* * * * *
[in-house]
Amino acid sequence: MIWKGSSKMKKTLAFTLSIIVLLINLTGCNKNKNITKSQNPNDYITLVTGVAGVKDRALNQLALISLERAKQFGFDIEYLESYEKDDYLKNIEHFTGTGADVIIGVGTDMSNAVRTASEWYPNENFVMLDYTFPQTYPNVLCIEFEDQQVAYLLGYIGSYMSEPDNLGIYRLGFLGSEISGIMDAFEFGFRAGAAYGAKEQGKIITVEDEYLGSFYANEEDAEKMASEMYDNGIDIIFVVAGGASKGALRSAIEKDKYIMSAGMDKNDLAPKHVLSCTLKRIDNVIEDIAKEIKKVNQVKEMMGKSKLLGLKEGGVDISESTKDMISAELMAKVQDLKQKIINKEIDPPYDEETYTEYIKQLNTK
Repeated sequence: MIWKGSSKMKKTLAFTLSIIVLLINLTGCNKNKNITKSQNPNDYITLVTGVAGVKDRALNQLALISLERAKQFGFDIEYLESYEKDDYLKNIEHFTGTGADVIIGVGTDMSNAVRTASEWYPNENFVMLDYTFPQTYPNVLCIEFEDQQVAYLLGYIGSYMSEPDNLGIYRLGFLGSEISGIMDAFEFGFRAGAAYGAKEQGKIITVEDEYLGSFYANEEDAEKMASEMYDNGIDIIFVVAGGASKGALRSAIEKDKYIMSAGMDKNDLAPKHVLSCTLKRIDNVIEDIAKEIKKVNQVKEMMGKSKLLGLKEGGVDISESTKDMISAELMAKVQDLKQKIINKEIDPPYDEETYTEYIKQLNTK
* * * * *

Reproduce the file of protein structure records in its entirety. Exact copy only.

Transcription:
[in-house]
Amino acid sequence: MIWKGSSKMKKTLAFTLSIIVLLINLTGCNKNKNITKSQNPNDYITLVTGVAGVKDRALNQLALISLERAKQFGFDIEYLESYEKDDYLKNIEHFTGTGADVIIGVGTDMSNAVRTASEWYPNENFVMLDYTFPQTYPNVLCIEFEDQQVAYLLGYIGSYMSEPDNLGIYRLGFLGSEISGIMDAFEFGFRAGAAYGAKEQGKIITVEDEYLGSFYANEEDAEKMASEMYDNGIDIIFVVAGGASKGALRSAIEKDKYIMSAGMDKNDLAPKHVLSCTLKRIDNVIEDIAKEIKKVNQVKEMMGKSKLLGLKEGGVDISESTKDMISAELMAKVQDLKQKIINKEIDPPYDEETYTEYIKQLNTK
Repeated sequence: MIWKGSSKMKKTLAFTLSIIVLLINLTGCNKNKNITKSQNPNDYITLVTGVAGVKDRALNQLALISLERAKQFGFDIEYLESYEKDDYLKNIEHFTGTGADVIIGVGTDMSNAVRTASEWYPNENFVMLDYTFPQTYPNVLCIEFEDQQVAYLLGYIGSYMSEPDNLGIYRLGFLGSEISGIMDAFEFGFRAGAAYGAKEQGKIITVEDEYLGSFYANEEDAEKMASEMYDNGIDIIFVVAGGASKGALRSAIEKDKYIMSAGMDKNDLAPKHVLSCTLKRIDNVIEDIAKEIKKVNQVKEMMGKSKLLGLKEGGVDISESTKDMISAELMAKVQDLKQKIINKEIDPPYDEETYTEYIKQLNTK